Network & requirements transparency
Before shippers can get value from collaborative procurement, they must have—and share—visibility into their networks and needs. A detailed understanding of geographies (both points of origin and destinations) as well as specific requirements for each lane are bare necessities of obtaining meaningful bids. This can be trickier than it sounds when all the requirements like equipment and time in transit restrictions are considered.
Additional layers of complexity come into play in regions like Europe where geopolitical issues and local regulations become factors. Even something as simple as ensuring that a driver speak the correct language must be conveyed to carriers to ensure that accurate rates can be negotiated and honored. Collaborative procurement depends on full transparency from shippers regarding all relevant network information, without getting mired down by details that are irrelevant to the bid and can be worked closer to actual ship dates.
Sound market intelligence for decision making
If the fair market value of an item is the price someone is willing to pay for it, then it would seem that there is no better benchmark for market rates than analyzing multiple bids. The problem lies in the lack of commitment behind bids to actually fulfill contracts. Carriers will sometimes submit very low bids for lanes they do not service often on the hope that perhaps if they do have capacity on that lane in the future, they will service it for a low rate. This is unhelpful for shippers that require reliable service.
A historical understanding of market rates for lanes using fulfilled contracts sets a realistic benchmark that gives shippers the intelligence they need to filter out “paper rates” from carriers that are unlikely to be able to honor them. Not all bids are of equal value, and market intelligence is the tool to weed out unrealistic ones. It also helps shippers understand which lanes are tight and experience little variation versus lanes where they have leverage to negotiate from stronger positions.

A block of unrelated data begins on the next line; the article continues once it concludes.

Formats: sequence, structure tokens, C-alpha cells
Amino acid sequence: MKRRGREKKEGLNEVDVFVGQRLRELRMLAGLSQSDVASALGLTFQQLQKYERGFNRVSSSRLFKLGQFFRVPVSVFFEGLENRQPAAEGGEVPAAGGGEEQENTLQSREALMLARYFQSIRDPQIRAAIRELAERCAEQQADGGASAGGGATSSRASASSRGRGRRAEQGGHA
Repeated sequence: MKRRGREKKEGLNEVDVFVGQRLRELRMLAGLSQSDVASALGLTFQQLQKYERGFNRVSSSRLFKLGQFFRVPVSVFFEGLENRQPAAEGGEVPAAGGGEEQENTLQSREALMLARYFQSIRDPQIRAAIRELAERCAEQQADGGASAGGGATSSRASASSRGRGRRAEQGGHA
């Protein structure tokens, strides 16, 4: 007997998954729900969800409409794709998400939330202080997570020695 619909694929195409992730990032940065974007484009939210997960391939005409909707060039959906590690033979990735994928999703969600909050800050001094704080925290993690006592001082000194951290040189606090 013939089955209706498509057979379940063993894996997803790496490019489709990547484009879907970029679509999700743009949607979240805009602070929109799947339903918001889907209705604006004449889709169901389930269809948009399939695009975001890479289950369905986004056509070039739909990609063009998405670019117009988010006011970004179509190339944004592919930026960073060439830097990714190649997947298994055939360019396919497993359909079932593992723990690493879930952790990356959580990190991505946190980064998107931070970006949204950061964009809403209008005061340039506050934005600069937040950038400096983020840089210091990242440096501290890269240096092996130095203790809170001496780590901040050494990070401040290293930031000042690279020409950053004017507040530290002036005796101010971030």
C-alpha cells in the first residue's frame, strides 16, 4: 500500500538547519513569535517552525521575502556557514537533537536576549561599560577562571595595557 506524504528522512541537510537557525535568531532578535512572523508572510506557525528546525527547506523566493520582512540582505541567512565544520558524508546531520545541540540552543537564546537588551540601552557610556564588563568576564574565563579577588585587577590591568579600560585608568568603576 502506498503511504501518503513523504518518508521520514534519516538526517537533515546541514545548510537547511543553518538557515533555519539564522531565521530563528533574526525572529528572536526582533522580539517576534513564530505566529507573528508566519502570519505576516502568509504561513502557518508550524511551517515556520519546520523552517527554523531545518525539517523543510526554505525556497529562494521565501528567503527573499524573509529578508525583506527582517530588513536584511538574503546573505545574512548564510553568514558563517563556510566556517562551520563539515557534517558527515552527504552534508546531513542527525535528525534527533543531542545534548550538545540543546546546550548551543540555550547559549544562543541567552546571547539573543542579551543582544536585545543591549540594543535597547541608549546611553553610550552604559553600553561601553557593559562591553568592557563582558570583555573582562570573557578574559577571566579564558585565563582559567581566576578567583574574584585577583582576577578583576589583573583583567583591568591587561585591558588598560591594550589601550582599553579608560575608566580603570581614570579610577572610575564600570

Tools of the trade – optimization software
There are many sourcing optimization software tools available on the market, and the most important consideration when selecting one is the quality of its optimization capabilities. The sheer volume of carriers, bids, business rules and constraints make identifying the optimal mix of carriers quite circuitous and a high quality optimization engine is important to get the best result.
It is equally important to ensure that someone with the adequate background in analytics and transportation interpret the data. Perhaps most important is to make sure whoever operates the event has significant experience. While many supply chain professionals have the necessary analytic capabilities to work with this complex data, specific experience in the intricacies of collaborative bidding and procurement will help avoid mistakes and achieve the best outcome.
Collaborative transportation procurement is gaining popularity for good reason — done right, it is beneficial for shippers and carriers alike. The right partners and analytic vigor will help make sure your event is successful and the volume of stakeholders involved acts as a multiplier for the importance of getting every step done correctly.
Kevin Zweier is vice president of transportation at Chainalytics.